How OECD data helps explain the Len Brown affair.
In the 72 hours between Len Brown’s inevitable re-election and its dramatic follow-up, Aucklanders were given an old-fashioned telling-off. To the horror of earnest election officials, just 34 per cent of us had bothered to choose from the various misfits on the local-government postal ballot. The remainder stood accused of abandoning their civic duty. Unfavourable comparisons were made with general elections, when an average of 80 per cent of us traipse down to a community hall to vote — a few more if we are afraid of a Don Brash or want to get rid of a Helen Clark, and a few less when we are generally content.
Dismayed, election officials blathered that we should be given the option of internet or text voting, something that should concern even the strongest supporter of John Key’s Telecommunications (Interception Capability and Security) Bill. In fact, the election method is unlikely to make a difference because Aucklanders’ propensity to go out of our way to vote for central government but throw our local-government ballots in the recycling bin is almost certainly rational.
Despite 30 years’ rhetoric about devolution — what the European Union calls subsidiarity — power in New Zealand remains extraordinarily centralised. In 2009, the last year for which comparative data is available, 88 per cent of public spending in New Zealand was controlled by central government, the highest proportion in the OECD and well above the average of 46 per cent. That means that in 2009, Bill English spent around 37 per cent of the entire economy. Only the United Kingdom’s Chancellor of the Exchequer personally controls such a high percentage of spending in an OECD economy.
In contrast, New Zealand’s combined local government sector was in charge of just 12 per cent of public spending, less than five per cent of the economy. Even Sandra Lee’s controversial decision in 2002 to grant local government general competence — the power to do whatever it wants unless Parliament specifically forbids it — has seen only a 1.5 per cent shift away from central government in favour of local government.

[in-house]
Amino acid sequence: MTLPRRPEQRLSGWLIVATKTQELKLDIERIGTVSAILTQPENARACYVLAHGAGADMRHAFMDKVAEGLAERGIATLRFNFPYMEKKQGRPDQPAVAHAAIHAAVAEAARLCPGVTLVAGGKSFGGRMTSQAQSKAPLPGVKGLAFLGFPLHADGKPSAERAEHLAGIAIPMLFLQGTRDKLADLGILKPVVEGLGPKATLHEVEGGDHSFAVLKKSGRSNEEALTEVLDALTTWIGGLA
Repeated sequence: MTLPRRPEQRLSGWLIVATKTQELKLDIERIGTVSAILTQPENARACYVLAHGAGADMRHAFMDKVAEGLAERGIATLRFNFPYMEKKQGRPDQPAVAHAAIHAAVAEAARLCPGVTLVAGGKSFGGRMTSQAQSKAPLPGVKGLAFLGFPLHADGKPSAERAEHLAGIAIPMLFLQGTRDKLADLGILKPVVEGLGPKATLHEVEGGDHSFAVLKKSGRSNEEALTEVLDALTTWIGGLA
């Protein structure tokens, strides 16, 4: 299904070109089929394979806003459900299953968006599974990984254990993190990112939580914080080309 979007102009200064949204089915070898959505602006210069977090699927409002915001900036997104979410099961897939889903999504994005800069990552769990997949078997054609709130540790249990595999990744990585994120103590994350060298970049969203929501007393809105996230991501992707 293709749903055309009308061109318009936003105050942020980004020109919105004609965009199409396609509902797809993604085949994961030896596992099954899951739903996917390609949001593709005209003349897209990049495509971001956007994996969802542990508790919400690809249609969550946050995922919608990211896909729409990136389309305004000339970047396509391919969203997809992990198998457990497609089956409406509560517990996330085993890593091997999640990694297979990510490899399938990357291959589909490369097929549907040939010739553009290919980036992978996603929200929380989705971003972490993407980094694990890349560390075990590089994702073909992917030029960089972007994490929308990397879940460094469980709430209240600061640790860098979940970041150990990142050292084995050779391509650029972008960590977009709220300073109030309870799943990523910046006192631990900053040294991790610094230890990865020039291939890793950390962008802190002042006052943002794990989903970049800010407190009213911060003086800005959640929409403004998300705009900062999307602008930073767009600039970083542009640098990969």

As well as controlling so much of the economy, central government in New Zealand is unencumbered by a written constitution, an independent legislature or even an upper house as weak as the UK’s House of Lords. If Steven Joyce convinces Key and English to cut taxes, raise them or give a private company a $30 million indulgence, it is pretty much a done deal.
Conversely, even within its small sliver of the economy, power within local government is widely dispersed. Mayors can provide leadership — as Brown did on public transport, forcing Key and English to cough up the cash — but mayors can’t set policy without a majority on council, and council officers continue to make almost all decisions, short and long term.
It’s true the Super City’s leader has more executive powers than other New Zealand mayors, but his primary role remains as Auckland’s chief ribbon-cutter. Especially with this year’s result being a foregone conclusion, election officials should be more surprised that as many as a third of Aucklanders bothered to vote.
The OECD data is also the context for the delightfully vicious shenanigans since the election. Most often trotted out in recent days has been Henry Kissinger’s axiom that power is the ultimate aphrodisiac but more relevant is the dictum that the viciousness of politics is in inverse proportion to the stakes. This is the rule that predicts Nixon and Mao will work courteously together while bitter struggles occur for control of the Onehunga branch of the NZ Communist Party.
The serious players in New Zealand politics — left, right, centre or green — focus on Parliament because that’s where the power is. As hard as this may be to believe, filtering processes are put in place that are usually successful in preventing loners, losers or loonies from becoming involved in national politics.
No such filtering processes exist for local government. Literally anyone is welcome, so washed-up nobodies, ambitious charlatans and outright Walter Mittys rise up high and fast. Wannabe strategists want to set their lives to music. Honey traps, anonymous texts and secret late-night rendezvous in carparks are all part of the fun.
But let’s not be too critical. These people provide a certain public entertainment and the election authorities should be positively grateful to them. After all, the theatrics since the election no doubt mean there’ll be a record turnout when we next vote for mayor.
This column first appeared in Metro, November 2013.